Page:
In the Science article on the survey they did report that most of the researchers were in their 3rd or 4th years.

    In the article they also discuss "new expectations" (i.e. those that came in not planning on getting a Ph.D. but are now planning to):
    "In the STEM survey, "new" expectations of obtaining a Ph.D. were reported by 19% of sponsored researchers, 12% of nonsponsored researchers, and only 5% of nonresearchers (see figure, page 549)."

    Still doesn't provide solid evidence favoring undergraduate research encourages students desires to continue in the science. For example, those close to the fence with regards to thinking of a doctorate when entering college but when pushed would say no at the start might still be more inclined to try research to see if grad school would be a good fit than those who would be outright no. The former group would have a higher percentage that would end up going to graduate school regardless than the latter group.

  2. I was definitely one of those who knew I wanted to get an advanced degree from the start. Wasn't sure which route to take but after taking a virology class and seeing how epidemiology contributes to the understanding of disease causation, I was hooked. I didn't actually get hands-on research experience for my honors thesis until my 3rd year of undergrad.

  3. Very interesting post. At liberal arts colleges like the one I used to teach at, the tremendous value of undergraduate research is an article of faith, one that may be true but as Larry notes is poorly supported by hard evidence. There were indeed times when I thought that focusing on "glamor" stuff like UR was a way of avoiding the much harder work of improving student learning overall. After all, UR is fun for the students, whereas the daily grind of trying to get them to thoroughly master the important concepts is not always so fun and often produces considerable student resistance. And that's unhealthy for one's student evaluations, which have become the be-all and end-all of measuring teaching effectiveness (even though they in fact do no such thing!) at small colleges in the US.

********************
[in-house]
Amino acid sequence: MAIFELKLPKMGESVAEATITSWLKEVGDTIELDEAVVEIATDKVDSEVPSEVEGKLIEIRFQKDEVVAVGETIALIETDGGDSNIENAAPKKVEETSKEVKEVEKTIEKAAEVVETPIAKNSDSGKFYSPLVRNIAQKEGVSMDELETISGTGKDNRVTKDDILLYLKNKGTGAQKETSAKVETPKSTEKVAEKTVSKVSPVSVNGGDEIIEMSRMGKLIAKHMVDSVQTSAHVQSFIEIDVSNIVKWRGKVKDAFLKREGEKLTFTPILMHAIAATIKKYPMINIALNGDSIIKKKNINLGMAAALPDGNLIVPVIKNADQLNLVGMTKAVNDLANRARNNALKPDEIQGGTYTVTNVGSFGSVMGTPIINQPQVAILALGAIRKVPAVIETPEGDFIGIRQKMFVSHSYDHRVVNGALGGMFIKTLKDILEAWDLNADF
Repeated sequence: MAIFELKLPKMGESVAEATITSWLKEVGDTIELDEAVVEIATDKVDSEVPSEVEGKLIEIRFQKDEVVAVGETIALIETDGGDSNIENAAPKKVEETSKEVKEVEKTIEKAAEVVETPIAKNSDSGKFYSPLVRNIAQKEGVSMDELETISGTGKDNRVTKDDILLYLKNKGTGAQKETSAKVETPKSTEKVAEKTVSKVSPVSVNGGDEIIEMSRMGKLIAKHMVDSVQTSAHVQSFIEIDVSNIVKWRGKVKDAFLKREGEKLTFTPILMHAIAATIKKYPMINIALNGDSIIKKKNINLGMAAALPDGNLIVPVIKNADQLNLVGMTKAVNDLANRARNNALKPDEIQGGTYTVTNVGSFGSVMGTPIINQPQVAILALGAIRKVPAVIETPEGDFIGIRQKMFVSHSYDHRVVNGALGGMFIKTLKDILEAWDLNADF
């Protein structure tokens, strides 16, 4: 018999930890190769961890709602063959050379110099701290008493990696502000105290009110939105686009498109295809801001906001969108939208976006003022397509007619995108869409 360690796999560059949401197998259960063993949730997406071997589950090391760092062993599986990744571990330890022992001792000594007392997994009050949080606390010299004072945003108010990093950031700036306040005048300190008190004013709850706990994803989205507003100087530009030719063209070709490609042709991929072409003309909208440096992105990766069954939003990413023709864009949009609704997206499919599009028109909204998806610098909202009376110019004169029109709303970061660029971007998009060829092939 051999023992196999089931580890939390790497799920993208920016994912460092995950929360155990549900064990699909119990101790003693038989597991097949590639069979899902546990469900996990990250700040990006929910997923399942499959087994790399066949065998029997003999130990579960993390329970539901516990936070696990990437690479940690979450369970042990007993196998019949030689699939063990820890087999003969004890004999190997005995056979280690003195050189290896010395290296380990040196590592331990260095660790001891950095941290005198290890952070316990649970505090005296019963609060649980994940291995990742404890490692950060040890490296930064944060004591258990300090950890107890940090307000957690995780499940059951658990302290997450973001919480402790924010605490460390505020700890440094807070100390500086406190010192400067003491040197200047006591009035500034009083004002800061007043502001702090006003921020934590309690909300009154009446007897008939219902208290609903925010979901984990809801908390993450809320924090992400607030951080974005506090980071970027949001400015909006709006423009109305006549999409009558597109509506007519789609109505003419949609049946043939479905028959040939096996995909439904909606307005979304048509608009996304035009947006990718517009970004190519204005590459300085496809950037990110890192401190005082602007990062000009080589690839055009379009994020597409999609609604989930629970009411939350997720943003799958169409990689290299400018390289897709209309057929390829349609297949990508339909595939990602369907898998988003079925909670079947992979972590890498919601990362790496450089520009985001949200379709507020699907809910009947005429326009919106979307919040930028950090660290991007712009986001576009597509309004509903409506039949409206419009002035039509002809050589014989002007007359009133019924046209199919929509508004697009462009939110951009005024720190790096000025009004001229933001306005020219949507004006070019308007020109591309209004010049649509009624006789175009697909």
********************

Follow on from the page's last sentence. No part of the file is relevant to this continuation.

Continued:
4. I agree with Larry - in my personal experience, the motivation to go to graduate school predated any thought of undergraduate research, and predated any real knowledge of what graduate school might be like. I think I was probably exceptional in the second respect, but probably not exceptional in the first.

    This idea that exposure to research motivates undergraduates to pursue post-graduate degrees is very odd to me - none of the other undergrads that I spoke to while I was doing undergraduate research myself stated anything like that. Mostly it was quite the opposite, i.e. "I'm doing this undergrad project because I want to go to grad school". The more proximate reasons often revolved around getting a good mark (it's rare to recieve a low mark in a fourth-year undergrad research project) and getting a good letter of reference from a professor, which is a very valuable thing for both applying to grad school and for lots of other purposes (job applications, for example).

    Professors: when you take on a fresh undergraduate in your lab to conduct research, do you ask the student if they are planning on going on in academia after they graduate?

  5. the brummell asks,

    Professors: when you take on a fresh undergraduate in your lab to conduct research, do you ask the student if they are planning on going on in academia after they graduate?

    I'm interested in students who want to be scientists. It doesn't matter to me whether they want to work in a university or not. I want to reserve the limited number of spaces available to those students who really need the experience in order to apply to graduate school. I tend to avoid students whose primary goal is getting into medical school.